Garbage for pet food...
What most consumers don't know is that the pet food industry is an extension of the human food and agriculture industries. Pet food provides a market for slaughterhouse throw aways, grains considered "unfit for human consumption," and similar waste products to be turned into profit. This waste includes intestines, udders, esophagi, and possibly diseased and cancerous animal parts. Three of the five major pet food companies in the United States are subsidiaries of major multinational companies: Nestlé (Alpo, Fancy Feast, Friskies, Mighty Dog), Heinz (9 Lives, Amore, Gravy Train, Kibbles n Bits, Recipe, Vets), Colgate-Palmolive (Hill's Science Diet Pet Food). Other leading companies are Procter & Gamble (Eukanuba and Iams), Mars (Kal Kan, Mealtime, Pedigree, Sheba), and Nutro. From a business standpoint, multinational companies owning pet food manufacturing companies is an ideal relationship. The multinationals have a captive market in which to capitalize on their waste products, and the pet food manufacturers have a reliable source from which to purchase their bulk materials.
There are hundreds of different pet foods available in this country. And while many of the foods on the market are virtually the same, not all of the pet food manufacturing companies use poor quality and potentially dangerous ingredients. It would be impossible for a company that sells a generic brand of dog food at $9.95 for a 40-lb. bag to use quality protein and grain in its food. The cost of purchasing quality ingredients would be much higher than the selling price. The protein used in pet food comes from a variety of sources. When cattle, swine, chickens, lambs, or any number of other animals are slaughtered, the choice cuts such as lean muscle tissue are trimmed away from the carcass for human consumption. However, about 50% of every food-producing animal does not get used in human foods. Whatever remains of the carcass--bones, blood, intestines, lungs, ligaments, and almost all the other parts not generally consumed by humans--is used in pet food, animal feed, and other products. These "other parts" are known as "by-products" or other names on pet food labels.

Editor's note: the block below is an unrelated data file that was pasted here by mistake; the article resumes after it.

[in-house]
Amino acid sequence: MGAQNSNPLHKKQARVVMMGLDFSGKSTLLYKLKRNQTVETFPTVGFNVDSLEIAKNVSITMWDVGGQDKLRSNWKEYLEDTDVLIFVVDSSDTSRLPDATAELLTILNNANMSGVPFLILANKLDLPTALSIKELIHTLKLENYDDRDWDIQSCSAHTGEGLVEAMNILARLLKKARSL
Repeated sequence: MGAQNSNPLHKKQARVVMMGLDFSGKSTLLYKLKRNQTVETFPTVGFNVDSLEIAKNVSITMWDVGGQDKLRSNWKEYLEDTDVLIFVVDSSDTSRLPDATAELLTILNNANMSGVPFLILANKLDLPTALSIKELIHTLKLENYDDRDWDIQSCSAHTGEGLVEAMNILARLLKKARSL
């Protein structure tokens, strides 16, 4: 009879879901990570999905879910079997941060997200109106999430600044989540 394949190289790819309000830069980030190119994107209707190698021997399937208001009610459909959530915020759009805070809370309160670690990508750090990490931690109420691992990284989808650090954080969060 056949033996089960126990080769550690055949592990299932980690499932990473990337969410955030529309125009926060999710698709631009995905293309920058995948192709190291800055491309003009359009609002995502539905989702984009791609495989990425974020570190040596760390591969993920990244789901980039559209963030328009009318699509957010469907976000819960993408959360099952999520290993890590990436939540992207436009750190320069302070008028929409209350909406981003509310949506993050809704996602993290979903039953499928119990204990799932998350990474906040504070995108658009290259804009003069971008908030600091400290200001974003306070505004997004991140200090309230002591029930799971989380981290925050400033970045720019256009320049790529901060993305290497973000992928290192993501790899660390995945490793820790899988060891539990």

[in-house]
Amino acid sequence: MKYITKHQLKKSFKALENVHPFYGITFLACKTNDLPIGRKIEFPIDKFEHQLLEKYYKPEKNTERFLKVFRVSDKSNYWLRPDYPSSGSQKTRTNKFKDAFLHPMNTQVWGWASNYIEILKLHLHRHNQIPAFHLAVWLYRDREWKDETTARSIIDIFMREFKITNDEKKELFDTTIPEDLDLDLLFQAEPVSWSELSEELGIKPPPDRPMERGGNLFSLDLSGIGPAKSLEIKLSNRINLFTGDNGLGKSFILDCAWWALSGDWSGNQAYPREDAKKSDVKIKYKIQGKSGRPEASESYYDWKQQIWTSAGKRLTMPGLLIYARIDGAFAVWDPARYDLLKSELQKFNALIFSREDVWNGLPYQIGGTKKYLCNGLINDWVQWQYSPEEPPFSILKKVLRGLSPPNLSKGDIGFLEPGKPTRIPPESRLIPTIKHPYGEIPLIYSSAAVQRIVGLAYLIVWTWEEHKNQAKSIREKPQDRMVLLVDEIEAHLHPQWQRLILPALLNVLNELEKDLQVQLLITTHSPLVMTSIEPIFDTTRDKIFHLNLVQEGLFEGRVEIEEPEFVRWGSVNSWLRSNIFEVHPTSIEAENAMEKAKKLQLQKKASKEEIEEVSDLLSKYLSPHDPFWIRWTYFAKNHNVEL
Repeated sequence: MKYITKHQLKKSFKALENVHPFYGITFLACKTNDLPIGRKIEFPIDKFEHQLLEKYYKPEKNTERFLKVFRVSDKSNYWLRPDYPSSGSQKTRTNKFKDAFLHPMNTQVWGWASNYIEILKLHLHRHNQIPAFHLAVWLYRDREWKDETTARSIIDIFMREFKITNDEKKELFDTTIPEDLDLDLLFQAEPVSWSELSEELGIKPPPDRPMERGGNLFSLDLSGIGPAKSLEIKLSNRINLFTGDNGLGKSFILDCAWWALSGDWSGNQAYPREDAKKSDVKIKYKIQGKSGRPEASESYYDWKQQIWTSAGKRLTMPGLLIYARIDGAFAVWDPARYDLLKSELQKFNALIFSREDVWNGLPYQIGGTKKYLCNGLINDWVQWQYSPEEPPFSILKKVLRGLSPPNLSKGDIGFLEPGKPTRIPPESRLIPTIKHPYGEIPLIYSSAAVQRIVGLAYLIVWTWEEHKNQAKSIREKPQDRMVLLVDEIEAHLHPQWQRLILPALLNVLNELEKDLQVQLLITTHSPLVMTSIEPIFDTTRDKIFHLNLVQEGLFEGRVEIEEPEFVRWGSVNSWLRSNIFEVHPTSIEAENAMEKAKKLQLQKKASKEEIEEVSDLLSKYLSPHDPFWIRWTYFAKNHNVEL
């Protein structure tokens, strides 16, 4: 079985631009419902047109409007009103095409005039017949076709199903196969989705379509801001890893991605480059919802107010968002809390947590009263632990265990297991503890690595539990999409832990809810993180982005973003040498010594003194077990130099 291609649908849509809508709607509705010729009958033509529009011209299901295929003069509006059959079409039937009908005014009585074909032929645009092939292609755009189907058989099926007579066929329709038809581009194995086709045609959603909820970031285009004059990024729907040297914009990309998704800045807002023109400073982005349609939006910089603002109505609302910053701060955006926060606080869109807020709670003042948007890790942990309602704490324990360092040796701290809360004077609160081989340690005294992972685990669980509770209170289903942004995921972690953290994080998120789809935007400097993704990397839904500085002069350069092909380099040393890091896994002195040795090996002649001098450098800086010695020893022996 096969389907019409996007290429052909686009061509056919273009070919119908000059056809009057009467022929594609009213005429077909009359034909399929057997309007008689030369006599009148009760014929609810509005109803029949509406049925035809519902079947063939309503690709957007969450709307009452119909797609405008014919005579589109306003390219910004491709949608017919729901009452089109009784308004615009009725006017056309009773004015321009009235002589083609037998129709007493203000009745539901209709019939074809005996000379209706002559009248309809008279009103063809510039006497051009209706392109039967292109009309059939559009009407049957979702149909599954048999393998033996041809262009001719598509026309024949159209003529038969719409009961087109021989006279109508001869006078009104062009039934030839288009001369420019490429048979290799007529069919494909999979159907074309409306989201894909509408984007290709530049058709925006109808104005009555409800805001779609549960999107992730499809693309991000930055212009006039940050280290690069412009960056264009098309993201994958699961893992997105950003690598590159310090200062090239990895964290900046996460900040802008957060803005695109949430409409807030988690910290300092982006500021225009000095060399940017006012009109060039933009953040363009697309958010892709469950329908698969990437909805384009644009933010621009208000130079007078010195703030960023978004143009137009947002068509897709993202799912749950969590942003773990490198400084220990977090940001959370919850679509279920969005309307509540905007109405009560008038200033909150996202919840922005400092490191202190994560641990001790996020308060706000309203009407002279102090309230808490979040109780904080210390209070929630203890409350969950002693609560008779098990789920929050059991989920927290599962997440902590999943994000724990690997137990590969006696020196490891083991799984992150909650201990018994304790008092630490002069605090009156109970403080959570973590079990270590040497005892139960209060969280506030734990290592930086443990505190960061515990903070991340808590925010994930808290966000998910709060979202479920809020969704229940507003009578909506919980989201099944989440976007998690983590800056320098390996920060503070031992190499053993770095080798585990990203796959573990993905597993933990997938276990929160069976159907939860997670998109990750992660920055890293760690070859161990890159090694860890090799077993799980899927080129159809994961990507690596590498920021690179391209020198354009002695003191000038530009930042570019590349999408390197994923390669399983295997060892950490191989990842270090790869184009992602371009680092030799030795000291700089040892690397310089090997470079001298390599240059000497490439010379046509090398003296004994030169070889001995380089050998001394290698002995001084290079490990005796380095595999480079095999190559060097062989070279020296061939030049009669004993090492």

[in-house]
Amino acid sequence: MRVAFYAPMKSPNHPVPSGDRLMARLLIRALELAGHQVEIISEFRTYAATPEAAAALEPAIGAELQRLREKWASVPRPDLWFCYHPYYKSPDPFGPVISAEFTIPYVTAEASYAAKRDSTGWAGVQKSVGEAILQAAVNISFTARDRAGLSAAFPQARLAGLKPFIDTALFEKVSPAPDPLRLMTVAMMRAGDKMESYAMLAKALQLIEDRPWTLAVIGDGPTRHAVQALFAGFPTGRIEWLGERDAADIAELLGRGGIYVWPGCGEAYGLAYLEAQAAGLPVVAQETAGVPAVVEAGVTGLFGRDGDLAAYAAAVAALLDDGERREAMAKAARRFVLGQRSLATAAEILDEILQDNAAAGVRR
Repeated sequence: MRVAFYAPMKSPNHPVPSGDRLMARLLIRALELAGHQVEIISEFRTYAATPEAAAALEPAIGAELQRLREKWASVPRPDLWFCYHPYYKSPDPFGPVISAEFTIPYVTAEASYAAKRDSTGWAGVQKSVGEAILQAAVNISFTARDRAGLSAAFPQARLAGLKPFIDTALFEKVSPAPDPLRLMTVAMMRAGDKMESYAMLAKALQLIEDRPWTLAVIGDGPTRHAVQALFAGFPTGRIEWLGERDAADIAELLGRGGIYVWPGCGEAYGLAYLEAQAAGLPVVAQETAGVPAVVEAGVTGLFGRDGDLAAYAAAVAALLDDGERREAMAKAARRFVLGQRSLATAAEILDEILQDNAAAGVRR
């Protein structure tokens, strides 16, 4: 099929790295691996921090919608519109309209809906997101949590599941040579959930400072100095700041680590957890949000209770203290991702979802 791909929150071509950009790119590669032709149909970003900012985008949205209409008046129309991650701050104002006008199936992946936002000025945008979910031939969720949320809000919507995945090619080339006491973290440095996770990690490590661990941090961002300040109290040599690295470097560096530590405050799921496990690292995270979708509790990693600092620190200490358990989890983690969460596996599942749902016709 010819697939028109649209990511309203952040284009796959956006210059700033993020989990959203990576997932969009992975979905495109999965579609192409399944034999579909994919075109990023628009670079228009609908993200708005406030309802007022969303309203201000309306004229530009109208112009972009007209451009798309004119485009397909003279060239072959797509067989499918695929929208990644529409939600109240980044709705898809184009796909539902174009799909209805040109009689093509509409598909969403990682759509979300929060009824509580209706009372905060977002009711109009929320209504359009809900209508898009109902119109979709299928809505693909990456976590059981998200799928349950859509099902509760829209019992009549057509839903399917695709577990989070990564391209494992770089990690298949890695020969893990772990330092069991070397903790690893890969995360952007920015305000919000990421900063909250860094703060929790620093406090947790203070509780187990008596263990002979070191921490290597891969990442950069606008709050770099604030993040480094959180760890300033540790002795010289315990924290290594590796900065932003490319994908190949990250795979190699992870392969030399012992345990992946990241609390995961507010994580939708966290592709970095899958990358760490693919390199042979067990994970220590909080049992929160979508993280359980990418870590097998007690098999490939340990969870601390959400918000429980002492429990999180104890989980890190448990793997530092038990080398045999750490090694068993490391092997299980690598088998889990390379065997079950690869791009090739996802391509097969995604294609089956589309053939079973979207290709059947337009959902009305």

The ambiguous labels list the ingredients, but do not provide a definition for the products listed. The Pet Food Institute - the trade association of pet food manufacturers - acknowledges the use of by-products in pet foods as additional income for processors and farmers: "The growth of the pet food industry not only provided pet owners with better foods for their pets, but also created profitable additional markets for American farm products and for the byproducts of the meat packing, poultry, and other food industries which prepare food for human consumption." Restaurant grease has become a major component of feed grade animal fat over the last fifteen years. This grease, often held in fifty-gallon drums, is usually kept outside for weeks, exposed to extreme temperatures with no regard for its future use. "Fat blenders" or rendering companies then pick up this used grease and mix the different types of fat together, stabilize them with powerful antioxidants to retard further spoilage, and then sell the blended products to pet food companies and other end users. >>>> MORE >>>> PET FOOD COMPARISON CHART